Rude, discourteous driving on upswing: Poll

Bad behaviour brings higher risk of crashes and road rage, warns ICBC

An angry driver makes discourteous gestures at a passing vehicle in 2008 on the Sea-to-Sky Highway north of Furry Creek.

It’s getting uglier on the roads, according to an opinion survey of B.C. motorists conducted for ICBC.

Fifty-five per cent of Lower Mainland residents believe drivers in their community have become less courteous over the past five years, the Ipsos Reid survey found.

Forty per cent said it’s about the same while just three per cent thought drivers are more courteous.

ICBC psychologist John Vavrik said rude, discourteous driving can trigger road rage incidents.

“Aggressive or careless driving such as cutting off other drivers, speeding, tailgating, talking on cellphones and not using proper signals is almost always what incites road rage,” Vavrik said. “While road delays play a part in adding to driving stress, it’s the behaviour of other drivers that leads to the greatest frustration.”

He said the heated emotions that result can impair a driver’s ability to concentrate, react and make smart driving decisions, putting them at increased risk of crashing.

On balance, those surveyed gave their fellow drivers a C letter grade for courteous driving, while residents in the rest of B.C. gave their local drivers a C+.

Most drivers denied they’re the problem.

A large majority gave themselves either an A or B grade for driving courtesy.

“There’s a clear disconnect between how drivers perceive their own driving behaviours and the reality of their driving,” Vavrik said.

The single biggest peeve?

Drivers who signal late or not at all – an infraction experienced by 82 per cent of those surveyed in the last three months. Seventy-one per cent reported being tailgated, 68 per cent said other drivers refused to let them merge or change lanes and half said they’d been cut off.

Less common grievances were drivers who honk horns, yell, make obscene gestures, wave arms or fists, flash lights or steal your parking spot.

Two per cent reported another driver got out of their vehicle to confront them.

Nobody admitted to doing that but 30 per cent admitted to honking in anger over the past three months and between 10 and 20 per cent said they’ve yelled, blocked a merging car, tailgated or failed to correctly signal in recent months.

Ninety-four per cent say they acknowledge with a wave when another driver is courteous.

Most of those surveyed said they believe their wave in turn encourages others to be more courteous.

Two-thirds said it’s important to them that other drivers acknowledge their courtesy, but the rest said it’s not that important.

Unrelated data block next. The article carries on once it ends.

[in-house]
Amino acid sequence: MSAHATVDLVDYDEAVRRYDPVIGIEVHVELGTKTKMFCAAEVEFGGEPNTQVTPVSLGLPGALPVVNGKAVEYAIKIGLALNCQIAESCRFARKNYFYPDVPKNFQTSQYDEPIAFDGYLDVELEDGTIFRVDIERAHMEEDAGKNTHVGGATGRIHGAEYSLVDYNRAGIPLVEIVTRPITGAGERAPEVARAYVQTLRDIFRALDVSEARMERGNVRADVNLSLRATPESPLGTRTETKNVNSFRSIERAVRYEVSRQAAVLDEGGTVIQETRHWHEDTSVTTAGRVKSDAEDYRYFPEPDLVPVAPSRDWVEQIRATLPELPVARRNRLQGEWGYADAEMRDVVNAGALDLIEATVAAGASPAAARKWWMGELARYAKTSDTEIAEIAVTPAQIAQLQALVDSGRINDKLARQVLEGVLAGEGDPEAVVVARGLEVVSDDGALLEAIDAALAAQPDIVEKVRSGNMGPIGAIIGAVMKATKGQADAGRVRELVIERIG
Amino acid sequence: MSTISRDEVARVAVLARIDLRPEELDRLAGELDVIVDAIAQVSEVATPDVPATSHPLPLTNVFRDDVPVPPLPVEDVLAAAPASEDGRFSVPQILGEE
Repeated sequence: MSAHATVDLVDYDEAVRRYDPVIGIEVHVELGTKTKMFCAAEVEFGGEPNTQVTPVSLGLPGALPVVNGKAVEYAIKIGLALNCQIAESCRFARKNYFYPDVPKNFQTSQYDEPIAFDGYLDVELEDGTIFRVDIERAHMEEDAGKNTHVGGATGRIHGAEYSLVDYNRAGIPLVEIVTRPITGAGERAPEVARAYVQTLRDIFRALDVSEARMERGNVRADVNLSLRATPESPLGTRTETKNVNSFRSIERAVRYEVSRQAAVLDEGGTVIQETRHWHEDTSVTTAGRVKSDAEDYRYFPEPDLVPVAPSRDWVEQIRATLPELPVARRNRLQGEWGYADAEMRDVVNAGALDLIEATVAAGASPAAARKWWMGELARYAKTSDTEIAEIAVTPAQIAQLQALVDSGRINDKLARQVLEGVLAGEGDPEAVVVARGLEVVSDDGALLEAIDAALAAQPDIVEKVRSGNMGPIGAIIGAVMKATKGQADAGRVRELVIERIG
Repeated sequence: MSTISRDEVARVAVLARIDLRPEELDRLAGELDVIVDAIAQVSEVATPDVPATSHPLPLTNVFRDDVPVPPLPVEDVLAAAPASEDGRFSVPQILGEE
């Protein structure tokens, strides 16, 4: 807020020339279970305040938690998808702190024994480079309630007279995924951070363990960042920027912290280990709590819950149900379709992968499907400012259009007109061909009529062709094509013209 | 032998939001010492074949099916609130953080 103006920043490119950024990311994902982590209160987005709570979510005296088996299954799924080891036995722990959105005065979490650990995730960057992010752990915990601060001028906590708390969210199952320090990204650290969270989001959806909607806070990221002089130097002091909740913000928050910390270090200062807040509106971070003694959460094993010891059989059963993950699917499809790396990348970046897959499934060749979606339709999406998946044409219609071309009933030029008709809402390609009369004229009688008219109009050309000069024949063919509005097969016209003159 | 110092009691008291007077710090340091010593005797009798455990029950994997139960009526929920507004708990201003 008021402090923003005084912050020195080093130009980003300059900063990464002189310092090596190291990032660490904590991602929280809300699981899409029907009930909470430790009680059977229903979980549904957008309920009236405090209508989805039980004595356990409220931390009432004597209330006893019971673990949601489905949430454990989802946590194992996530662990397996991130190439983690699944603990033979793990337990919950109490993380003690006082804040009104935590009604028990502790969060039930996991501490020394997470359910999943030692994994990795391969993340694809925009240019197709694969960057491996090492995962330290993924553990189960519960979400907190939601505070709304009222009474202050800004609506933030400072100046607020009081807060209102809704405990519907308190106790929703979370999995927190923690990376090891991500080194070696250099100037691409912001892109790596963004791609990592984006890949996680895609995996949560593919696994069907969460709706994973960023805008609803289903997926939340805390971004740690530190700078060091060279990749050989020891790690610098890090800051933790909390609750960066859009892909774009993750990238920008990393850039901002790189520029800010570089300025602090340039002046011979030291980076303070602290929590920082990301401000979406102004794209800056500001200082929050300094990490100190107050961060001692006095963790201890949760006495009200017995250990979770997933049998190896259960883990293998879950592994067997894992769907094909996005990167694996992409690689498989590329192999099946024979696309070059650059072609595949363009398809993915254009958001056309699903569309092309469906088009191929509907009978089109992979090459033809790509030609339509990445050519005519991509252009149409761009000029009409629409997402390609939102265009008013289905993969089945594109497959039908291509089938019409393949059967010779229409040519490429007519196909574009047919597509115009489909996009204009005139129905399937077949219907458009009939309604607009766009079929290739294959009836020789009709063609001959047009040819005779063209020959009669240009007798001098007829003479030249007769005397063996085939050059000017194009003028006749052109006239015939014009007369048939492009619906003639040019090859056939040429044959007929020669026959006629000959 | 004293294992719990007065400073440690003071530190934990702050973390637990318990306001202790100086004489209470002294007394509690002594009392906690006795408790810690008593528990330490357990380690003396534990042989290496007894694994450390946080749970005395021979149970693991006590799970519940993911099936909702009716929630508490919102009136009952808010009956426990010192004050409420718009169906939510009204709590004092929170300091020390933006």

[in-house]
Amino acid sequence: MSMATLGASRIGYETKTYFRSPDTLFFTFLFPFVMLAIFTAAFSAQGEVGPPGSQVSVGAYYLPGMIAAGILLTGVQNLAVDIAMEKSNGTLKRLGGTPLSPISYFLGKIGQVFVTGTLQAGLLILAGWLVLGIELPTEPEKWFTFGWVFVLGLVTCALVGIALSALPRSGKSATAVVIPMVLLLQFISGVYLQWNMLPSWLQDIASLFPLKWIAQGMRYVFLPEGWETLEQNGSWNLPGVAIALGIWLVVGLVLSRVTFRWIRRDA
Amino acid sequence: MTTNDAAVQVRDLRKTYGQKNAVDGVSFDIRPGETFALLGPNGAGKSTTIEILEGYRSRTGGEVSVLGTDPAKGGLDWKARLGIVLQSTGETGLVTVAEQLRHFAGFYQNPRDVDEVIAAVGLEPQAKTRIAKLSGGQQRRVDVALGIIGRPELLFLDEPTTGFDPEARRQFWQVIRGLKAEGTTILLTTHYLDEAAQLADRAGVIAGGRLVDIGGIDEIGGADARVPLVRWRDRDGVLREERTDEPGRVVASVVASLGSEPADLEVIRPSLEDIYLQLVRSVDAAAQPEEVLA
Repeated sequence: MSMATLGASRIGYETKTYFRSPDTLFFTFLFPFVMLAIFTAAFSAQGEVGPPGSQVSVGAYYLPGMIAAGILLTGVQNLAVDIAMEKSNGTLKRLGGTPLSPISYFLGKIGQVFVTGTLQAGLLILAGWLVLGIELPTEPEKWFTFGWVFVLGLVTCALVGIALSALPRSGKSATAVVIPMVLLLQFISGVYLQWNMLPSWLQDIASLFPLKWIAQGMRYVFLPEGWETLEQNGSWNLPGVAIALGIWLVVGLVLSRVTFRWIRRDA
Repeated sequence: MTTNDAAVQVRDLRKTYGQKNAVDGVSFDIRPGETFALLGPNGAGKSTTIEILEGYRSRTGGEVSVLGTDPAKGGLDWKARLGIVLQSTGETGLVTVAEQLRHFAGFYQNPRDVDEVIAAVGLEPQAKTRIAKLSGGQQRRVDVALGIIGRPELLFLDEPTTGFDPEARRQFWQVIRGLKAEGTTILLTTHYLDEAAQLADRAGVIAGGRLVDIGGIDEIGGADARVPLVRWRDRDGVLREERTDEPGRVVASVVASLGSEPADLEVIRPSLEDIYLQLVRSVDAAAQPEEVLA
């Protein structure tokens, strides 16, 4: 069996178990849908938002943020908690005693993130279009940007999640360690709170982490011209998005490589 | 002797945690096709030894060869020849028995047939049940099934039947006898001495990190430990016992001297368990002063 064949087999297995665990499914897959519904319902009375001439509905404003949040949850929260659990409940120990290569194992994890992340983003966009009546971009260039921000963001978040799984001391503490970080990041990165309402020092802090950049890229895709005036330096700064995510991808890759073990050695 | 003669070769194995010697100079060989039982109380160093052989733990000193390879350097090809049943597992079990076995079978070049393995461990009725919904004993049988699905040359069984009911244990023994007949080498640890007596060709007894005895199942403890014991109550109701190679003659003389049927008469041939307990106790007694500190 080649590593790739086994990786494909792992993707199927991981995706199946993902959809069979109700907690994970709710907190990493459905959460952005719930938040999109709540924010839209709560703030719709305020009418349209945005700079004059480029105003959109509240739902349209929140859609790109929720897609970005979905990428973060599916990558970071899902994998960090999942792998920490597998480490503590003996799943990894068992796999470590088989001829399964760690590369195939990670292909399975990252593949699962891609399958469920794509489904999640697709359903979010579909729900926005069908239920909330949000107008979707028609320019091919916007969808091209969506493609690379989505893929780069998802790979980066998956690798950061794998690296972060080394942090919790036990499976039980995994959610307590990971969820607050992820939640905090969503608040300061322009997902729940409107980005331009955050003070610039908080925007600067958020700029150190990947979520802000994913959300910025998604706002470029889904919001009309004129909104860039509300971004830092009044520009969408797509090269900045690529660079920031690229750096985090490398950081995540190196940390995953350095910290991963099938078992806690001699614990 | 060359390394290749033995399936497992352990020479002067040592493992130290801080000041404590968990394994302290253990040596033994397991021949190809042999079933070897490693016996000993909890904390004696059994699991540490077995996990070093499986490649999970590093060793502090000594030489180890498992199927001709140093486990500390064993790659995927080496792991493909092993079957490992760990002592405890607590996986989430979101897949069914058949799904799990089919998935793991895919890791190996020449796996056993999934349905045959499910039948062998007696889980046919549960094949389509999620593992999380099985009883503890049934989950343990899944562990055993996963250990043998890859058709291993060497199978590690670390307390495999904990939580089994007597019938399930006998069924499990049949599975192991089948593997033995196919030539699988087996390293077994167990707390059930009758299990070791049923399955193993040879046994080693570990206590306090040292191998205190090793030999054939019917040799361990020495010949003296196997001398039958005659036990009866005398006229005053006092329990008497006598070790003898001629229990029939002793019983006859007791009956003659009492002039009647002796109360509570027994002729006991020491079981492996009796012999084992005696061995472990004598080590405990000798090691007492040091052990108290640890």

The online survey polled 899 adult B.C. drivers.

 

VIDEO

A road rage incident in Langley earlier this year.

Just Posted

Latest plan is to fly trapped fish by helicopter over Big Bar slide

Multi-pronged plan set in motion to freesalmon blocked by landslide in the Fraser River

Light trucks are being converted to gas and propane in City of Chilliwack fleet

It came to light when tenders for certain trucks were deemed non-compliant without propane option

Family of missing Chilliwack senior with dementia frustrated with situation, heartened by community support

Nine days since Grace was last seen the question remains: ‘How can an 86-year-old just disappear?’

One-day delay for trial of Chilliwack pastor facing child porn charges

Main Street Church’s former executive pastor John Vermeer set for seven-day trial

Rail group to bring plan to Abbotsford council

Group is calling for plans to run trains on rail line between Chilliwack and Surrey

3 dead, 2 missing in northern B.C: Here’s what we know so far

Lucas Fowler, 23, and his girlfriend, Chynna Deese, were shot and killed on July 14 or 15

Tubing world record broken on Vancouver Island

But record for length of tubes linked together still has to be confirmed

The Beaverton’s sharp satire thrives in polarized political climate

Canadian TV series’ third season to air Tuesday on CTV after “The Amazing Race Canada”

VIDEO: Young couple found dead in northern B.C. had been shot, police say

Chynna Noelle Deese of the U.S. and Lucas Robertson Fowler of Australia were found along Highway 97

VIDEO: Man found dead near B.C. teens’ truck could be linked to a double homicide

RCMP said they are looking for Kam McLeod, 19, and Bryer Schmegelsky, 18, of Port Alberni

Okanagan Air Cadet challenges gender-exclusive haircut policy

Haircut regulation inspires challenge around gender identity

Hazmat incident closes down Lower Mainland street

One person is believed to be dead, police said

Unsealed record suggests U.S. man convicted of murdering Vancouver Island couple left DNA on zip tie in 1987

William Talbott is set to be sentenced Wednesday in the murders of Jay Cook and Tanya Van Cuylenborg

Pride flags stolen from Lower Mainland church

Went missing sometime Friday night, says Maple Ridge reverend

Most Read